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Inflamm Res. 2015 Feb;64(2):85-95. doi: 10.1007/s00011-014-0792-7. Epub 2014 Dec 30.

Chemerin/chemR23 axis in inflammation onset and resolution.

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Department of Diagnostic and Clinical Medicine and Public Health, University of Modena and Reggio Emilia, Via Del Pozzo, 71, 41125, Modena, Italy.


Chemerin is an adipokine secreted by adipocytes and associated with obesity, insulin resistance and metabolic syndrome. Different chemerin fragments with pro- or anti-inflammatory action can be produced, depending on the class of proteases predominating in the microenvironment. Chemerin binds to three receptors, especially to chemR23, expressed on various cells, as dendritic cells, macrophages and natural killer cells, regulating chemotaxis towards the site of inflammation and activation status. Recently, the chemerin/chemR23 axis has attracted particular attention for the multiple roles related to the control of inflammation, metabolism and cancerogenesis in different organs and systems as lung (allergy and cancer), skin (psoriasis, lupus, cancer, wound repair), cardiovascular system (lipid profile and atherosclerosis), reproductive apparatus (polycystic ovary syndrome, follicular homoeostasis), and digestive tract (inflammatory bowel diseases and cancer). This pathway may regulate immune responses by contributing both to the pathogenesis of inflammatory diseases and to the resolution of acute inflammation. Thus, chemerin-derived peptides or other substances that may affect the chemerin/chemR23 axis could be used in the future for the treatment of many diseases, including cancer at different sites.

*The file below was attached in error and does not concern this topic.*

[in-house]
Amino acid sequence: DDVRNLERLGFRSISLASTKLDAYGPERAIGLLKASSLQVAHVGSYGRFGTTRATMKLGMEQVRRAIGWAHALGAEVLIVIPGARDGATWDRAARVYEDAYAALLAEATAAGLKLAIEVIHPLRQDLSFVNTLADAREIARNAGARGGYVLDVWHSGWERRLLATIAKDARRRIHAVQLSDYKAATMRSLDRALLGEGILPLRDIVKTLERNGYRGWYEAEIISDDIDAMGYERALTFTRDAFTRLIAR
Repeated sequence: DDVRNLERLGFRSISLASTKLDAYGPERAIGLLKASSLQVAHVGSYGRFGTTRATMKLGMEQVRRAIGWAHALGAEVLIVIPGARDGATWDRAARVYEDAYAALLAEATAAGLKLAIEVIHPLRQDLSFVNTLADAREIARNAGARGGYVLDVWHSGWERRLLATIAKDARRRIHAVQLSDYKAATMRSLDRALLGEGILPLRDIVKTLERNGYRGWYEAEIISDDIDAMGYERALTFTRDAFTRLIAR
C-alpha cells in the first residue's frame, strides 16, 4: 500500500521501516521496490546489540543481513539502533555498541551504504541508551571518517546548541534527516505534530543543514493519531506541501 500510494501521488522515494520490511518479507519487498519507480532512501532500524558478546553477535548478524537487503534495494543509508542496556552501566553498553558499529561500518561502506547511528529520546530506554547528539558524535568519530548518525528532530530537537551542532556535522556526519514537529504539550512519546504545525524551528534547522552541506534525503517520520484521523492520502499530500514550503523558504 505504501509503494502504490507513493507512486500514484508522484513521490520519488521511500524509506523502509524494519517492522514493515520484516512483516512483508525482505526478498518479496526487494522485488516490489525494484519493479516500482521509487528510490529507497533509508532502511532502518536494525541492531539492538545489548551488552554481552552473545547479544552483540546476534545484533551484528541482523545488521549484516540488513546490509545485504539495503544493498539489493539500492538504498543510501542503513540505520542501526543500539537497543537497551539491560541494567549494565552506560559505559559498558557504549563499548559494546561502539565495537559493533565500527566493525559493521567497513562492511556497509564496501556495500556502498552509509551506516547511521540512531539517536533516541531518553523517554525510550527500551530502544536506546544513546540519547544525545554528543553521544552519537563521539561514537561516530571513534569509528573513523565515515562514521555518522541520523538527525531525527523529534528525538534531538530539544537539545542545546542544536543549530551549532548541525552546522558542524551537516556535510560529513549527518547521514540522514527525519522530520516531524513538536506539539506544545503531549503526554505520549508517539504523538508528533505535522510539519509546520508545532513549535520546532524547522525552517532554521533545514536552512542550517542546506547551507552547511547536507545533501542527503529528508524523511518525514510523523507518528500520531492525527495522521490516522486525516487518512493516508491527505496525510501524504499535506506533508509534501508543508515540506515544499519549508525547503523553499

[Indexed for MEDLINE]

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